Hall of Fame

David Cromwell
Swimming & Diving

Graduation Year


Induction Year


Hall of Fame

Harvard Athletic Achievements

7-time All-American in the 200 backstroke (2004, 2005, 2006), 100 backstroke (2005, 2006), 400 medley relay (2005) and 800 freestyle relay (2005) … Ivy League Champion in 100 backstroke (2004-06), 200 backstroke (2004-06), 100 butterfly (2004, 2006), 200 freestyle (2006), 400 medley (2004, 2005) … 4-year letterwinner (2003, 2004, 2005, 2006) … Team captain (2005) … at the time set both the Harvard 100 and 200 backstroke records in 2006 … Received the William J. Bingham award at the 2006 Senior Letterwinners’ Dinner as the most outstanding athlete from a men’s team … US National team member ... Ranked top 8 in the world in 100 and 200 backstroke (2007-2008) ... 2x USA Swimming National Champion ... Tenth fastest performer in history in 100 backstroke (2007)

Hall of Fame

Remembering Harvard Athletics

A sincere thank you to the Harvard Varsity club. Not just for the honor, not just for the free meal, but also giving me the gift of perspective. 

But, before I get there, please let me continue the long tradition of using acceptance speeches as an excuse for telling a long, meandering origins story. My Harvard career started with a recruiting trip. To board the plane out East, I put on my finest pair of jean shorts, velcro’ed my new Nike ACG sandals over a lightly worn pair of Kirkland tube socks, draped my favorite puka shell necklace around my neck, and spit shined my earrings to a sparkle. Despite this packaging, somehow (somehow) both Harvard admissions and the swim team gave that 17 year old Montana boy a shot.

Blessed with a few options for school, I remember deciding on Harvard because I had a lot of questions, and I wanted answers. Harvard seemed like the right place to find them.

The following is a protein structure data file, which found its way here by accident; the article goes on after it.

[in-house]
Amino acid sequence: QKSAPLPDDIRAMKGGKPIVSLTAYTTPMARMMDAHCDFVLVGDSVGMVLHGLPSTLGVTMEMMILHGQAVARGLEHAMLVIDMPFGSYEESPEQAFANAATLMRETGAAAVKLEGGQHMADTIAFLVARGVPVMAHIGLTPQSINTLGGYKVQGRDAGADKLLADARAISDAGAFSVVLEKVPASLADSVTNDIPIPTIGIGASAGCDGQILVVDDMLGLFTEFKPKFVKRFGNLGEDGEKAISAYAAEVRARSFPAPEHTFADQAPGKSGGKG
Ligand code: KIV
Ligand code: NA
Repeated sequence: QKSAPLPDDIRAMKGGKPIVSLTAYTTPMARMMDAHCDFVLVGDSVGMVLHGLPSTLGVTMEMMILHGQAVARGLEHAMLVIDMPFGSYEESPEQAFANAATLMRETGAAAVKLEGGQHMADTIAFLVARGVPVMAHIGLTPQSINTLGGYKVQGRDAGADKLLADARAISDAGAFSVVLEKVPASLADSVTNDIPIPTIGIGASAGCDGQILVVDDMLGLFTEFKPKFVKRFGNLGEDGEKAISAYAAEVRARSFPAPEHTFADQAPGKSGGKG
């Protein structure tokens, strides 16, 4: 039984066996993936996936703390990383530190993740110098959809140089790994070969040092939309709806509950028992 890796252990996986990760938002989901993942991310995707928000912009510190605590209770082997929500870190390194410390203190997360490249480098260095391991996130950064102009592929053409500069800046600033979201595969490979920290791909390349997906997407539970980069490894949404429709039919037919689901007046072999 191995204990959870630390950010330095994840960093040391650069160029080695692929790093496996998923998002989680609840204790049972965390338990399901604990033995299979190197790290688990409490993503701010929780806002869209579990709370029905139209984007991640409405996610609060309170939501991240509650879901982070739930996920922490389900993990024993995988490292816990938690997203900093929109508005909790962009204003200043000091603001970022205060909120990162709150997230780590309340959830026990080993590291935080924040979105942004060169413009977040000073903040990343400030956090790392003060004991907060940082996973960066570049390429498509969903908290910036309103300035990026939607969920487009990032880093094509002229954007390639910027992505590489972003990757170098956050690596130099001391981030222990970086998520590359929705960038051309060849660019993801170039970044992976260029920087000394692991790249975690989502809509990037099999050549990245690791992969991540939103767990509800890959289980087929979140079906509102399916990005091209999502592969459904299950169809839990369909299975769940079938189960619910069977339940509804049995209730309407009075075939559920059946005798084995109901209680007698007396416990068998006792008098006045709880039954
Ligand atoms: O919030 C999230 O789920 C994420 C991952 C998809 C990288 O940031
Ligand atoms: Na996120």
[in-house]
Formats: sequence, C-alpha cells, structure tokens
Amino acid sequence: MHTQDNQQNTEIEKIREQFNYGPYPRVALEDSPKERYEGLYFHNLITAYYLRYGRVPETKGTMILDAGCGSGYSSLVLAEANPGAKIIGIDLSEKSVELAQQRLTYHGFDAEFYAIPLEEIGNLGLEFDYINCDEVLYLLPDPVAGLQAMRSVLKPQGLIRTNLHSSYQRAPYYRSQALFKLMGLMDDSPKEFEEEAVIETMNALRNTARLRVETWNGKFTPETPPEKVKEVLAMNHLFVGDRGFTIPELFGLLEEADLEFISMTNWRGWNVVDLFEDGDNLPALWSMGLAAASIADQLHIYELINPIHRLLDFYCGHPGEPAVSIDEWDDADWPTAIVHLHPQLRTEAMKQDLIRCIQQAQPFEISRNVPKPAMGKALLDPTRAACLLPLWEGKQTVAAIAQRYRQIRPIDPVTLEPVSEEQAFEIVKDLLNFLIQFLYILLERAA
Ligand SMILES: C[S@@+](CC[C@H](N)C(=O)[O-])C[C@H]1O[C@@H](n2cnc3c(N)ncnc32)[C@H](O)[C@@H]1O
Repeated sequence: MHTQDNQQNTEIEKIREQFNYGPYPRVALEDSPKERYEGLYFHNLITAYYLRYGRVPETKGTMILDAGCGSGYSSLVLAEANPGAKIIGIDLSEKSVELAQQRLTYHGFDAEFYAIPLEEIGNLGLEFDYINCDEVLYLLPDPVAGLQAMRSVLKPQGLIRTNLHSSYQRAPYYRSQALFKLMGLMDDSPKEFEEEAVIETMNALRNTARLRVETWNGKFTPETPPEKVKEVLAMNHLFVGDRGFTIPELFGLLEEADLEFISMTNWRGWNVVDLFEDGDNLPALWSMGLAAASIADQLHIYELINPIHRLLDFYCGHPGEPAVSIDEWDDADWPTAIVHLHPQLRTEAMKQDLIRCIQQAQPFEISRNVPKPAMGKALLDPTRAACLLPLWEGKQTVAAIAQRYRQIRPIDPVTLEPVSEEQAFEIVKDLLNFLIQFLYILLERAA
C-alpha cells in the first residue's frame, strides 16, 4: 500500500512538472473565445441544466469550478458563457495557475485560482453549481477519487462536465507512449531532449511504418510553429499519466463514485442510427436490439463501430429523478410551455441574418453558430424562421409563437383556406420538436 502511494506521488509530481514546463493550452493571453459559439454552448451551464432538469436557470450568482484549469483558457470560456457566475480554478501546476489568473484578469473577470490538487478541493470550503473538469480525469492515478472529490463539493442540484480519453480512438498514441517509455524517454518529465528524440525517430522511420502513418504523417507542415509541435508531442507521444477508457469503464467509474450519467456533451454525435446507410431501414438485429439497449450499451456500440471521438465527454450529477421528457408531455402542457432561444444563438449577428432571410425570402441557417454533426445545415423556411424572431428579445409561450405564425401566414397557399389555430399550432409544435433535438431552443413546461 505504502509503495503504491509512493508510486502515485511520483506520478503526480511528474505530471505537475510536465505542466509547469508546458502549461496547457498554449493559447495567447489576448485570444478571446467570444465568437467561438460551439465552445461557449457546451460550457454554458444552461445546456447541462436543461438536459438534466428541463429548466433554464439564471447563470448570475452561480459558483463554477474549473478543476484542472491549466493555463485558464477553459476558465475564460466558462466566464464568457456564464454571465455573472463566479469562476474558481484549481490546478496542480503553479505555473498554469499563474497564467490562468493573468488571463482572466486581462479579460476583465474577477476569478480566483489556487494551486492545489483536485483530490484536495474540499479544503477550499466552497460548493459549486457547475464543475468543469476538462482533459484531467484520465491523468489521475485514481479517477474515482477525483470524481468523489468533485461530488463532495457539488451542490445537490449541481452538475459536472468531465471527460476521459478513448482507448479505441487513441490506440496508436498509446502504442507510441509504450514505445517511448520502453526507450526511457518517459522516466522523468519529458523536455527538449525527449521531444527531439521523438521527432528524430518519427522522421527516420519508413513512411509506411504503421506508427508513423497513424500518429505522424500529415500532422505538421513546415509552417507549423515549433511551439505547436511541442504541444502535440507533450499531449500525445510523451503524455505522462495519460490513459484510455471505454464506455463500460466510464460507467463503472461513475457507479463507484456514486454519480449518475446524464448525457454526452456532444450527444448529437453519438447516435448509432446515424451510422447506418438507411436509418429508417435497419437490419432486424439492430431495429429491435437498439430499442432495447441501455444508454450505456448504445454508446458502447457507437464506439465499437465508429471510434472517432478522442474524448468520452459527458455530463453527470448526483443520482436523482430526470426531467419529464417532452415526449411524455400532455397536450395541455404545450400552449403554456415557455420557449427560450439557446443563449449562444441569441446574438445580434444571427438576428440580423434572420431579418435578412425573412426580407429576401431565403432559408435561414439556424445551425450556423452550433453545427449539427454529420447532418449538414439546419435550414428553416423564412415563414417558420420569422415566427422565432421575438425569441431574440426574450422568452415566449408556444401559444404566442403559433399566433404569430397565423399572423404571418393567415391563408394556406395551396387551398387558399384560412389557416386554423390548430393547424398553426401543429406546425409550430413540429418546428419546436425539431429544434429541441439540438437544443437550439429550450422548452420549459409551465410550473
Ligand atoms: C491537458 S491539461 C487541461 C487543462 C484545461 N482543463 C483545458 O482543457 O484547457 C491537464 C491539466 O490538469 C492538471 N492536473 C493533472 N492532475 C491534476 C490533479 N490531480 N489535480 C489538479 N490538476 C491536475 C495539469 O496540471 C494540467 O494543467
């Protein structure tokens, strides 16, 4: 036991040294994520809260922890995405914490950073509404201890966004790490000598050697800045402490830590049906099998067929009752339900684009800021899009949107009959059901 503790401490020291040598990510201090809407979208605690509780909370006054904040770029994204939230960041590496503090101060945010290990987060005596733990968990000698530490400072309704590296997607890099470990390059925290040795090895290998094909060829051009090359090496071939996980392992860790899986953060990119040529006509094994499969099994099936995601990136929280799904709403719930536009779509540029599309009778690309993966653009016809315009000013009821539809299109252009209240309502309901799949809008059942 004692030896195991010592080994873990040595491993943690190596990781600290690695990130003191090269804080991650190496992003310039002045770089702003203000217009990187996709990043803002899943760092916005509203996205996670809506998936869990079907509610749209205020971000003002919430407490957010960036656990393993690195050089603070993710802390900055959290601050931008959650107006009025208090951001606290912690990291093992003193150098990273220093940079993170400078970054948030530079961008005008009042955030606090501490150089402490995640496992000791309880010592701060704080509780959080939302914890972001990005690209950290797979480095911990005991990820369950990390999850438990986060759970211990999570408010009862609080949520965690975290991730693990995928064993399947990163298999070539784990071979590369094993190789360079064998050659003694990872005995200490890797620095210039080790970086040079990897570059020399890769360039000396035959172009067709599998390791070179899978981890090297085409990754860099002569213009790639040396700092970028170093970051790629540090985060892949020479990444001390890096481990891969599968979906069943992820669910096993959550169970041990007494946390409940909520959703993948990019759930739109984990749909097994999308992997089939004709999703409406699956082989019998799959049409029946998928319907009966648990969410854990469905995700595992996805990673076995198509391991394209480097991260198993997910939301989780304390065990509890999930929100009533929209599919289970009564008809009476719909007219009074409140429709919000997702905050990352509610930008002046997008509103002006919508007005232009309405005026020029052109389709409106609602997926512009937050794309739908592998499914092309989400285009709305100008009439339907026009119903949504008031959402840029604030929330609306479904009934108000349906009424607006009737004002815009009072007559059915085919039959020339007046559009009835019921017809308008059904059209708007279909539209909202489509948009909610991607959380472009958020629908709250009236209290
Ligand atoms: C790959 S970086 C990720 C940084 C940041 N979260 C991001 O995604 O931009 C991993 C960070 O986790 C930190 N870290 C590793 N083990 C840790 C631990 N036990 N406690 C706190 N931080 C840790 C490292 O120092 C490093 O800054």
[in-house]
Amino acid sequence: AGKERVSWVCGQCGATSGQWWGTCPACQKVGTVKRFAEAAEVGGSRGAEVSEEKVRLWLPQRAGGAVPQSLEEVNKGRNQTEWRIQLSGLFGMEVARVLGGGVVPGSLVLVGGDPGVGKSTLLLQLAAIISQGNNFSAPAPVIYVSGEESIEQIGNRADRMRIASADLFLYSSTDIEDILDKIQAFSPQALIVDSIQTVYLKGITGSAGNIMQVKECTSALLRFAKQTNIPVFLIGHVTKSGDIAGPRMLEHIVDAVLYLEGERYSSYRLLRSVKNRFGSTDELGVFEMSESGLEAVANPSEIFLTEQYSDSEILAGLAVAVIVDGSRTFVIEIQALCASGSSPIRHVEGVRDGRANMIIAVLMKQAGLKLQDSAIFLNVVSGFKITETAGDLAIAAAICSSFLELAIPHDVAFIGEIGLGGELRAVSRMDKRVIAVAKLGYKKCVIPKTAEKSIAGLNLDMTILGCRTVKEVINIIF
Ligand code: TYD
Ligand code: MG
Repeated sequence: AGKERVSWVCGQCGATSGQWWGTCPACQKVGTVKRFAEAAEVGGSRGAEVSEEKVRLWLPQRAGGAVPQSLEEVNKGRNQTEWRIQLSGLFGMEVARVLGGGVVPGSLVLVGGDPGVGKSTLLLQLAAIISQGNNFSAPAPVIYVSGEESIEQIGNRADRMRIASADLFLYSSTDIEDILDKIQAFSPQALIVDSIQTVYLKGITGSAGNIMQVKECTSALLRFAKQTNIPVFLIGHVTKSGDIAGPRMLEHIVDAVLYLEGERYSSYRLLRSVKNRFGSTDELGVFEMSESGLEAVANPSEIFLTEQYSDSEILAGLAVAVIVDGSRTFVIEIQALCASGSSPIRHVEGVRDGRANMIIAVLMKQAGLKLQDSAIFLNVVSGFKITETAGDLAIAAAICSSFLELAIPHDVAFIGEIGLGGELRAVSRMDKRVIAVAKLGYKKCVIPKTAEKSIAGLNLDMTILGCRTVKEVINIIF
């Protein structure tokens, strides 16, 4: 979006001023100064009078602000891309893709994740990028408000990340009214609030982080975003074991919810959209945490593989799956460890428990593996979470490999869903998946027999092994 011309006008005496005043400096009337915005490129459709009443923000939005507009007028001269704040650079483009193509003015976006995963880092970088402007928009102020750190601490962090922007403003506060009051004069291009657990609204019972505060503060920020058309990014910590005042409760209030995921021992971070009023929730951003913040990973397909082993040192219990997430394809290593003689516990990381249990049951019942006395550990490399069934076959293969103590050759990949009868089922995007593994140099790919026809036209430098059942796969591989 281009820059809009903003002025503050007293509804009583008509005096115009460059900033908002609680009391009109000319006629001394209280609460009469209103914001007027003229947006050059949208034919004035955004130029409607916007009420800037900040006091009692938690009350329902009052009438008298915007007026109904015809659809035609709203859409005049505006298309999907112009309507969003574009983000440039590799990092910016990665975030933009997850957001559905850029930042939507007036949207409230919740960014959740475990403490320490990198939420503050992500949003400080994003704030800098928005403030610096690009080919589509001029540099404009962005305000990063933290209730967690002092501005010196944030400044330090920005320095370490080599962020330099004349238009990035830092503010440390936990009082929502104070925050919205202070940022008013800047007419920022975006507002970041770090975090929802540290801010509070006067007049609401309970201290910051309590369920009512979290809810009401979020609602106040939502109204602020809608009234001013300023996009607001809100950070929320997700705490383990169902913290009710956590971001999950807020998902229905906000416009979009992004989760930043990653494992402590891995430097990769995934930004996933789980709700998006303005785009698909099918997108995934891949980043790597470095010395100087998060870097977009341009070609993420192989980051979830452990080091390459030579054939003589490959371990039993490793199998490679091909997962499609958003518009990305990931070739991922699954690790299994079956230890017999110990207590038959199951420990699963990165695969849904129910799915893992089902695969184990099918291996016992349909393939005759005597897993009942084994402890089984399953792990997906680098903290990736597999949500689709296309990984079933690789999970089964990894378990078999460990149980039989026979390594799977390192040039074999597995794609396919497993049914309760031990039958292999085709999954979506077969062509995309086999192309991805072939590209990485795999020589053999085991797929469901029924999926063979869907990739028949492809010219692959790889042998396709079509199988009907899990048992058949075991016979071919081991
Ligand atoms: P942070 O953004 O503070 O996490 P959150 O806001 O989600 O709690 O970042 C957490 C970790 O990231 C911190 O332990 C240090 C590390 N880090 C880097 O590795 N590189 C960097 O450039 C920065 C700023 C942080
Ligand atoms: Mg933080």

In retrospect, the biggest question was “how good am I?” The first answer came quickly. Within about a week of classes, I realized I’m indeed not the smartest person in the world. Thank you Expos. Humiliating, but thank you for the clarity.

But, what about swimming—just how good was I? It took longer, but by graduation Harvard had provided an initial answer: I was good enough to move down to the University of Texas and train for the Olympic Trials with the Olympic coach, gold medalists, and world record holders. Training with those people led to often out-training them, which eventually led to beating them. Looking back, I did get the answer I wanted: on any given day, I could beat anyone in the world. Unfortunately, on one crucial summer day in 2008, I didn’t get it done. And, in retrospect, that one day has had an outsized voice in the narrative of my athletic career.

Which brings me back to perspective. Looking back, I was—like most athletes, I suspect—not very good at taking stock of the moment. Every year from about the age of 10, I would start the season with a goal. If I achieved it, then by the following season that previous goal seemed too small, even “below my level.” Winning city meets meant state meets were what mattered. State championships became regional championships, became national championships, became international, became Top 10 world rankings, became…

Then, poof. It’s all over. 

You move on. You find a job. If you’re lucky, you’re not only blessed to keep the unreal family and friends you had, but you add a partner that makes you feel a level of fulfillment previously uncontemplated. You become too busy, too sleep deprived, but also too full (in the best sense of the word) to look back on your athletic career. 

(This is wrapping up, I promise)

Back to perspective. I just can’t thank the Harvard Varsity Club enough for gifting me such a fun opportunity to look back at my career. I haven’t thought of swimming as much as I should, given its outsized role in creating me. So many memories are bubbling up. So many wonderful people.